Great value

Some coins are perceived as a store of value, as in the case of bitcoin, offering an alternative to traditional banking. Bitcoin acts as a store of value because only 21 million coins can ever be in circulation, and the demonstrable scarcity of BTC makes it a reliable store of value in the crypto space.

May have chain-specific use cases

XRP by Ripple is used to solve cross-border payment problems by harnessing the power of the blockchain. It acts as the underlying medium of exchange between banks, payment providers and digital asset exchanges to enable real-time settlement and lower transaction fees. For example, international money transfers in the traditional remittance market take up to 48 hours, but the average transaction time using XRP is four seconds, with a typical transaction fee of 0.00001 XRP before load scaling.

What are tokens?

Tokens exist on existing blockchains. For example, let’s look at the relationship between Uniswap and Ethereum. Uniswap’s original digital token is UNI, and since UNI is built on Ethereum, a pre-existing blockchain, it qualifies as a token.

Creating a coin is obviously more difficult than creating a token, so a blockchain can only have one coin, but hundreds and thousands of tokens built on it.

The digital asset feature of blockchains allows the creation of unique digital assets that use the blockchain infrastructure to function, as seen in Ethereum’s ERC-20 token standard. These assets can also be transferred between users. However, fees for these transactions are paid in the blockchain’s native coin and not these digital assets.

Tokens can serve a variety of purposes including;

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Asset Tokenization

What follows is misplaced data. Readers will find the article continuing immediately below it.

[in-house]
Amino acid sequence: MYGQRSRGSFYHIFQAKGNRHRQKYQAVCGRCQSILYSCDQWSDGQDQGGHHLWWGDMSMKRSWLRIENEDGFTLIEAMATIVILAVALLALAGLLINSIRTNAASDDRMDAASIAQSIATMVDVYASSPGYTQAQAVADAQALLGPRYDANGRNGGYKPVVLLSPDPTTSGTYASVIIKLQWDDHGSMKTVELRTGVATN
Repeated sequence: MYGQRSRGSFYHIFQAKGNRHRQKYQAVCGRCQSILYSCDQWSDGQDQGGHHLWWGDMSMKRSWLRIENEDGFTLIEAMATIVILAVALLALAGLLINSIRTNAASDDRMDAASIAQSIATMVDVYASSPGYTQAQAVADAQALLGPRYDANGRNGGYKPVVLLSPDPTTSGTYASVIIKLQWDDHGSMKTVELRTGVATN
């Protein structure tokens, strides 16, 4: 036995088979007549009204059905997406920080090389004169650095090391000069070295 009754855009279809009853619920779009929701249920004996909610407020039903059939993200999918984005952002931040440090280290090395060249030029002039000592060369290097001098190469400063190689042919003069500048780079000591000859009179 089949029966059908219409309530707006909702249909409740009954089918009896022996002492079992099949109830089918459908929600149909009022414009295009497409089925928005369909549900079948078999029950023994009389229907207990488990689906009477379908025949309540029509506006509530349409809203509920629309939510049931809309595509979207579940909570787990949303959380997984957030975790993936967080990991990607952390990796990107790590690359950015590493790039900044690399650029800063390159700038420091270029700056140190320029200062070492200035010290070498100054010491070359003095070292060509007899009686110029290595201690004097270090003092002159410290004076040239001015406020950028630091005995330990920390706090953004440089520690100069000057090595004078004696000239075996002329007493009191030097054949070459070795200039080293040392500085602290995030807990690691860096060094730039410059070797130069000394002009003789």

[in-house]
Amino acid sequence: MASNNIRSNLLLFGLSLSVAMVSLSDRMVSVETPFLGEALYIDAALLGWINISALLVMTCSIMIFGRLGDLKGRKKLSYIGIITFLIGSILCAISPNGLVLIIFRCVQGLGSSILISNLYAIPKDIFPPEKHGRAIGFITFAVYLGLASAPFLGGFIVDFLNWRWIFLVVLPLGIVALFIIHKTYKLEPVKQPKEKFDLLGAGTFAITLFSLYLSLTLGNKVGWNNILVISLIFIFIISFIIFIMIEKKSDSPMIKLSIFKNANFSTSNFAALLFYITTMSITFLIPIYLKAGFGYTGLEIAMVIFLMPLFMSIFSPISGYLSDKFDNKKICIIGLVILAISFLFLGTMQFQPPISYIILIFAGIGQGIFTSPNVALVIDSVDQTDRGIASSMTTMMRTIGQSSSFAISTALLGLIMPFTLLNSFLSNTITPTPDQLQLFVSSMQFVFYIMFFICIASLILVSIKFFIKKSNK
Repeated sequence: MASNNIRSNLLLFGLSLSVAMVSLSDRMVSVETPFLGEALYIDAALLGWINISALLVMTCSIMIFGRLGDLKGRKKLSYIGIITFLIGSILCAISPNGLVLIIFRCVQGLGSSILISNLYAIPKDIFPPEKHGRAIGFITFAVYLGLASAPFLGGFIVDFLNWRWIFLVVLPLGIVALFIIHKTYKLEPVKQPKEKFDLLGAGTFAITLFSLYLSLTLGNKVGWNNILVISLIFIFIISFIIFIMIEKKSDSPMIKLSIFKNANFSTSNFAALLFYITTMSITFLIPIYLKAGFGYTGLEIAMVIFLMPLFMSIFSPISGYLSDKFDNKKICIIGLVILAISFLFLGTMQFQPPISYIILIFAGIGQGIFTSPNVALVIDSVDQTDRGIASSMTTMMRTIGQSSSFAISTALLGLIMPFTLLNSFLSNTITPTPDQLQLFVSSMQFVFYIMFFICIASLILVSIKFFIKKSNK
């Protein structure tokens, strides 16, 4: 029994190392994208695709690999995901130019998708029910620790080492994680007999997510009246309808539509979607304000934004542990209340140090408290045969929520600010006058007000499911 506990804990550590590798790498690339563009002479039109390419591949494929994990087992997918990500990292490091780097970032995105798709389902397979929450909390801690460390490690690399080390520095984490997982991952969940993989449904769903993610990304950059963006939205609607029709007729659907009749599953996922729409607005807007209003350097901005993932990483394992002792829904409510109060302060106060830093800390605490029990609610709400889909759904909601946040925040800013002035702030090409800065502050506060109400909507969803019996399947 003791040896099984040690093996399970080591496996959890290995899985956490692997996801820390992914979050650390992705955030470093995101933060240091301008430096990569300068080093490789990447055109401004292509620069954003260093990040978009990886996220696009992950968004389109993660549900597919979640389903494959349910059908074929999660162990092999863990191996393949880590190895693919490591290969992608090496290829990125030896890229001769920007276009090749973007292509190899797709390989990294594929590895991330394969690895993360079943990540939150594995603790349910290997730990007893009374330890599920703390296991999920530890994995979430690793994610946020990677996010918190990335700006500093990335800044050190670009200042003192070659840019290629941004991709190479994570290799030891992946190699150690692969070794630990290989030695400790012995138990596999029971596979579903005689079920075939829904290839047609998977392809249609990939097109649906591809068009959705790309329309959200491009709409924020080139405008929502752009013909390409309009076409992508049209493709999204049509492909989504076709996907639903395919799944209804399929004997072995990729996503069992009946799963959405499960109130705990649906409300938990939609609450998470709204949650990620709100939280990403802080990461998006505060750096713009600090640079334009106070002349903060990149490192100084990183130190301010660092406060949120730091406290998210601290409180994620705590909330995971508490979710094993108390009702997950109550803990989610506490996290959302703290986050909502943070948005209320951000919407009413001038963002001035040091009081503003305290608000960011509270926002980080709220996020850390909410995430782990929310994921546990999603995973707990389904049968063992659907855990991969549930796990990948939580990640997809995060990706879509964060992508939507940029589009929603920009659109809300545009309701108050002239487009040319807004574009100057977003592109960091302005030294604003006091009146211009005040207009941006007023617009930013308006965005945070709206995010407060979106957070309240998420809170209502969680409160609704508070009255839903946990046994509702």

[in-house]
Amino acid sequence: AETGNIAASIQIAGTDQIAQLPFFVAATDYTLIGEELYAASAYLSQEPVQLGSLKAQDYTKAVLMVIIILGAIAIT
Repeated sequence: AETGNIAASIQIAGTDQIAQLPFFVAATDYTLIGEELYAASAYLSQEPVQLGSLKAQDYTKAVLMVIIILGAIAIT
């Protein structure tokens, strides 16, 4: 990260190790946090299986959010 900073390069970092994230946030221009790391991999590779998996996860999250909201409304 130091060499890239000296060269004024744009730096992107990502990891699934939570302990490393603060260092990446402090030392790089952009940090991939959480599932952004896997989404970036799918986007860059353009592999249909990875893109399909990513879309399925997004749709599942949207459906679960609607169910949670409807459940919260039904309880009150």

Tokens can represent assets through a process known as tokenization, giving anyone the ability to represent anything on the blockchain. Cryptocurrency tokens have been used to represent rare metals, real estate, and more.

For example, assets can be created on the blockchain to represent an entire company’s equity. Companies can issue tokens just like they issue stocks and bonds (securities). Tokens work in exactly the same way as they are subject to price variations influenced by the company’s technological and marketing progress.

The token creator can also include a dividend system in the smart contract. This will allow the tokens to earn additional financial privileges according to the profit made by the project. Smart contract token projects such as VeChain (VET), NEO and Kucoin Shares (KCS) distribute dividends to their token holders. Dividends can be distributed in the form of the original token, other cryptocurrencies or even fiat.

Utility Tokens

The invention of the Ethereum Virtual Machine (EVM) made it possible to build new applications on the blockchain. These include decentralized finance (DeFi) platforms, gaming applications, AI (artificial intelligence) systems and more.

Decentralized applications also take advantage of the smart contract technology to issue tokens that grant their holders more privileges while using the application.